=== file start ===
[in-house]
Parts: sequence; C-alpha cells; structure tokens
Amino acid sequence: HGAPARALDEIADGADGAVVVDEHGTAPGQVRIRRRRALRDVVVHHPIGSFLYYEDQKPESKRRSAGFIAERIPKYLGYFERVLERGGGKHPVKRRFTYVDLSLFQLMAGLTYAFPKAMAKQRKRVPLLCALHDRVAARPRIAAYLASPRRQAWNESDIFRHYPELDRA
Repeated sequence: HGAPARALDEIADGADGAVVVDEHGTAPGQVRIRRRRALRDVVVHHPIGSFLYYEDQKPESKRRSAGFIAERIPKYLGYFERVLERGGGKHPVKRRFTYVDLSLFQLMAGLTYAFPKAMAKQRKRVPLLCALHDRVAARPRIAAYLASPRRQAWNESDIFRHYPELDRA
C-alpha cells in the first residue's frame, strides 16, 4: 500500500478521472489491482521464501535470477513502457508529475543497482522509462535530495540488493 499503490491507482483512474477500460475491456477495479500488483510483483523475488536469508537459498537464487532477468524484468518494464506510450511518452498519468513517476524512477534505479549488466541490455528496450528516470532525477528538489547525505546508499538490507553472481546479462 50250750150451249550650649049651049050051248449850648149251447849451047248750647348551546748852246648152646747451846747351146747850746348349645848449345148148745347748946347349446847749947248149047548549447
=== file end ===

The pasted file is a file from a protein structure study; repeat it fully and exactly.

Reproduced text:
[in-house]
Parts: sequence; C-alpha cells; structure tokens
Amino acid sequence: HGAPARALDEIADGADGAVVVDEHGTAPGQVRIRRRRALRDVVVHHPIGSFLYYEDQKPESKRRSAGFIAERIPKYLGYFERVLERGGGKHPVKRRFTYVDLSLFQLMAGLTYAFPKAMAKQRKRVPLLCALHDRVAARPRIAAYLASPRRQAWNESDIFRHYPELDRA
Repeated sequence: HGAPARALDEIADGADGAVVVDEHGTAPGQVRIRRRRALRDVVVHHPIGSFLYYEDQKPESKRRSAGFIAERIPKYLGYFERVLERGGGKHPVKRRFTYVDLSLFQLMAGLTYAFPKAMAKQRKRVPLLCALHDRVAARPRIAAYLASPRRQAWNESDIFRHYPELDRA
C-alpha cells in the first residue's frame, strides 16, 4: 500500500478521472489491482521464501535470477513502457508529475543497482522509462535530495540488493 499503490491507482483512474477500460475491456477495479500488483510483483523475488536469508537459498537464487532477468524484468518494464506510450511518452498519468513517476524512477534505479549488466541490455528496450528516470532525477528538489547525505546508499538490507553472481546479462 50250750150451249550650649049651049050051248449850648149251447849451047248750647348551546748852246648152646747451846747351146747850746348349645848449345148148745347748946347349446847749947248149047548549447